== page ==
« November 2005 | Main | January 2006 »

December 2005 Archives

December 1, 2005

Sketchbook Bonanza

I don't do convalescence well. I find myself looking for things to do and end up doing the sort of work that I would otherwise have put off. It's not that I concentrate better when a virus has taken the edge off me; I just don't find the distractions as compelling as I would when I'm healthy. Here's what I've been doing:

I've been working on the Rogues of Clwyd-Rhan archive listing page with Mithandir. This involved restructuring the database entries for some of the chapters and changing the tagging code for that page. The work isn't quite finished – Mithandir says he'll look at the tagging code and fix the final oddities tonight – but it's good enough to link to it on the other content pages, so I've done that as well.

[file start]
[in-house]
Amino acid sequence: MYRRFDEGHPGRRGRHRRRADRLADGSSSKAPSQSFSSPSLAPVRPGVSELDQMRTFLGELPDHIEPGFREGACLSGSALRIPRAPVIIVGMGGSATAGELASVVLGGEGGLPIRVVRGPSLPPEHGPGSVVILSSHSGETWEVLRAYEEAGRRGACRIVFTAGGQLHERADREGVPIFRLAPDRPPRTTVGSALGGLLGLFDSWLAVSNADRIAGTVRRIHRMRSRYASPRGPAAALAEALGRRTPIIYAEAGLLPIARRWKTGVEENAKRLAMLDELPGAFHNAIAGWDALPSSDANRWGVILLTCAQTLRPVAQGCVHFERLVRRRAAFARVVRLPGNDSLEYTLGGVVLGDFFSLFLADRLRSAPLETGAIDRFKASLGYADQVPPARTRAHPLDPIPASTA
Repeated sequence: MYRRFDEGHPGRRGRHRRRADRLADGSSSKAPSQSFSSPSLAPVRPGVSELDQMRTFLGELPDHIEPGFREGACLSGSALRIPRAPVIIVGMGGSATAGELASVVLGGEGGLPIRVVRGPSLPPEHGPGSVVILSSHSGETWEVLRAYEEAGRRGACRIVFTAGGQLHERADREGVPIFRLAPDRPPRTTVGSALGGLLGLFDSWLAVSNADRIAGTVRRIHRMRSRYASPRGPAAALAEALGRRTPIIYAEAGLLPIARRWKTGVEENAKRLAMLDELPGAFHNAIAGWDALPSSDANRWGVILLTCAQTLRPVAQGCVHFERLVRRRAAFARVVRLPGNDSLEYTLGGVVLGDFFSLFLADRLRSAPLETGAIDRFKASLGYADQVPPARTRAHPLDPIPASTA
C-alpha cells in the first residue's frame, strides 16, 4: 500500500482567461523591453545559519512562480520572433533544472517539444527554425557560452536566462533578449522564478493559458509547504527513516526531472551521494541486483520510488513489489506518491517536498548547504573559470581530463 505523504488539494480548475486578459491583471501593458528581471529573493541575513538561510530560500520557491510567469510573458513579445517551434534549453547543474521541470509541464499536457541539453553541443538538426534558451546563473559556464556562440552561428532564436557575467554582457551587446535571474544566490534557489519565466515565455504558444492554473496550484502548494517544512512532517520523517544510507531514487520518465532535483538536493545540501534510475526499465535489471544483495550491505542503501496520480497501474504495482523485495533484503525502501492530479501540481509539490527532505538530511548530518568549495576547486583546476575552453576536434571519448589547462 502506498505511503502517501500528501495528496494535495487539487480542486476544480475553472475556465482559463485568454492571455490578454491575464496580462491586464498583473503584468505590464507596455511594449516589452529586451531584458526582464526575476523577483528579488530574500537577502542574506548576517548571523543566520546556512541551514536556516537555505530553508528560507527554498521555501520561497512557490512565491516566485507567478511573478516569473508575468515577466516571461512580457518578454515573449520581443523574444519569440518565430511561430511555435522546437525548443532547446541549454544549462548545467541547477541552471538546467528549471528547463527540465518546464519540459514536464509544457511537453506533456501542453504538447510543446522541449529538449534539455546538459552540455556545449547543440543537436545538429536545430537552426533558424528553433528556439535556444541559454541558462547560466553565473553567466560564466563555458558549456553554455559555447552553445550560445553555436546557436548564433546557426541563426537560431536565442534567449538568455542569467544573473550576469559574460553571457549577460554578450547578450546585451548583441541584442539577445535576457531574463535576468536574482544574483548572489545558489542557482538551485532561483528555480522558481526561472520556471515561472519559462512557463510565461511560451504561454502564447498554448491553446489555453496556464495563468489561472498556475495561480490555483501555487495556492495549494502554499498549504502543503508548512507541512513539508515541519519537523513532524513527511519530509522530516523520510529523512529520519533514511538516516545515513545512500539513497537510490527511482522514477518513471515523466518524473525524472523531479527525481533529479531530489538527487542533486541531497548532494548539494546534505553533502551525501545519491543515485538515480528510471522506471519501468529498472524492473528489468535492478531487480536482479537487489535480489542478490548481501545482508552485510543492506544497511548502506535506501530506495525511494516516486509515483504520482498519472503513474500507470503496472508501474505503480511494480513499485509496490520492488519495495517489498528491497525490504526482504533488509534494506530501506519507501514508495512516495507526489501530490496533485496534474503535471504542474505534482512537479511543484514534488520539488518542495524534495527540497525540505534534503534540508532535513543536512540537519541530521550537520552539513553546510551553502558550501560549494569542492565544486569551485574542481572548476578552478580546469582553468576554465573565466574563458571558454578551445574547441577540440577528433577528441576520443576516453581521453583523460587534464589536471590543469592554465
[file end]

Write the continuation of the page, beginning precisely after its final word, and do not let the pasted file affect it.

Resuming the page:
Cover to the latest sketchbook
I have liberated a bunch of sketches from The Book of All Things, the sketchbook feature I used to have on Modern Tales. This used to be available to subscribers only, but has been unavailable to anyone since the Modern Tales crash in March. Most of the material will now go to the Sketchbook section of my own Gallery, where it arguably belonged anyway. I've added a large number of storyboards, panel layouts and sketches to the Rite of Serfdom Sketchbook subsection. I initially thought this would take about an hour, but there was much more material there than I remembered. The Rite of Serfdom Sketchbook now contains 52 items, and there's more on my hard drive.
T.S.Sullivant Wallpaper stuff